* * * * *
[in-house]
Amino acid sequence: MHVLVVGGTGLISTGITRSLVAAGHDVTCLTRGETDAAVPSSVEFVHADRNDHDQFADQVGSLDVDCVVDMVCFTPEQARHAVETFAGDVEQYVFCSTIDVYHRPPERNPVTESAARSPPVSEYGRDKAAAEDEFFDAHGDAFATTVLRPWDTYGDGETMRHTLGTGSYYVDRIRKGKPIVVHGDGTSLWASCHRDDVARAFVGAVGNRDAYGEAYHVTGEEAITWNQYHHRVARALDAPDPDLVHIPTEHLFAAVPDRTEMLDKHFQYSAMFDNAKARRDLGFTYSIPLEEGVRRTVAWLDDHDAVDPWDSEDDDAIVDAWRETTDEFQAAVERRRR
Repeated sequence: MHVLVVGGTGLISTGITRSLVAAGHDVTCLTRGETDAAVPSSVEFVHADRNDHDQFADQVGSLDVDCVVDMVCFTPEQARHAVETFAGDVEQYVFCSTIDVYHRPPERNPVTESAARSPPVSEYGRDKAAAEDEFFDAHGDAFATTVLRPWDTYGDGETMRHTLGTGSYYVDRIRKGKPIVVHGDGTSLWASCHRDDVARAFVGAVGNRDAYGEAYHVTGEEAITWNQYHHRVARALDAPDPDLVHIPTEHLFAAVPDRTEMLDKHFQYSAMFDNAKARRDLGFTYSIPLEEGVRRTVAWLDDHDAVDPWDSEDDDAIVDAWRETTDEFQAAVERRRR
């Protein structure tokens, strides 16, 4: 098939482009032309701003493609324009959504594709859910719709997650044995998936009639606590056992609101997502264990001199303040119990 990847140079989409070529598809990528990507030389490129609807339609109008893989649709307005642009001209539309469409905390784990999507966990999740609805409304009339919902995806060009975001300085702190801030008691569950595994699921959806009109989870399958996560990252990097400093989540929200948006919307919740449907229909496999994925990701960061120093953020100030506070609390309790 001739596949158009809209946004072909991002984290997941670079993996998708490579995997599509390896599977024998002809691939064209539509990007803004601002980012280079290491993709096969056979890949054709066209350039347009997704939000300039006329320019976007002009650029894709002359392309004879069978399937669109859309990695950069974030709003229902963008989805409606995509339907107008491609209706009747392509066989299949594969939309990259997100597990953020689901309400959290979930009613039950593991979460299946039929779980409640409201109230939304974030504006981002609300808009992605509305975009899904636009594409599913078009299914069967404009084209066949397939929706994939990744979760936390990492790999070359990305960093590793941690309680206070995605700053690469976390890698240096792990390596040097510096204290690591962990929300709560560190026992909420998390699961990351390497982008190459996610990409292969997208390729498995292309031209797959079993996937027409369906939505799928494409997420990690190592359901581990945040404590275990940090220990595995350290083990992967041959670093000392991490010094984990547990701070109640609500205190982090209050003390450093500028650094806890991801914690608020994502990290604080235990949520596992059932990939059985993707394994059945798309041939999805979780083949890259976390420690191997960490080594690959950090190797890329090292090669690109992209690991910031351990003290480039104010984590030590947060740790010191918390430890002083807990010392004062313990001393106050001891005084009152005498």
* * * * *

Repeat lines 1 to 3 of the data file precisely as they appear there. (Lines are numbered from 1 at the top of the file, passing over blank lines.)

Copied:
[in-house]
Amino acid sequence: MHVLVVGGTGLISTGITRSLVAAGHDVTCLTRGETDAAVPSSVEFVHADRNDHDQFADQVGSLDVDCVVDMVCFTPEQARHAVETFAGDVEQYVFCSTIDVYHRPPERNPVTESAARSPPVSEYGRDKAAAEDEFFDAHGDAFATTVLRPWDTYGDGETMRHTLGTGSYYVDRIRKGKPIVVHGDGTSLWASCHRDDVARAFVGAVGNRDAYGEAYHVTGEEAITWNQYHHRVARALDAPDPDLVHIPTEHLFAAVPDRTEMLDKHFQYSAMFDNAKARRDLGFTYSIPLEEGVRRTVAWLDDHDAVDPWDSEDDDAIVDAWRETTDEFQAAVERRRR
Repeated sequence: MHVLVVGGTGLISTGITRSLVAAGHDVTCLTRGETDAAVPSSVEFVHADRNDHDQFADQVGSLDVDCVVDMVCFTPEQARHAVETFAGDVEQYVFCSTIDVYHRPPERNPVTESAARSPPVSEYGRDKAAAEDEFFDAHGDAFATTVLRPWDTYGDGETMRHTLGTGSYYVDRIRKGKPIVVHGDGTSLWASCHRDDVARAFVGAVGNRDAYGEAYHVTGEEAITWNQYHHRVARALDAPDPDLVHIPTEHLFAAVPDRTEMLDKHFQYSAMFDNAKARRDLGFTYSIPLEEGVRRTVAWLDDHDAVDPWDSEDDDAIVDAWRETTDEFQAAVERRRR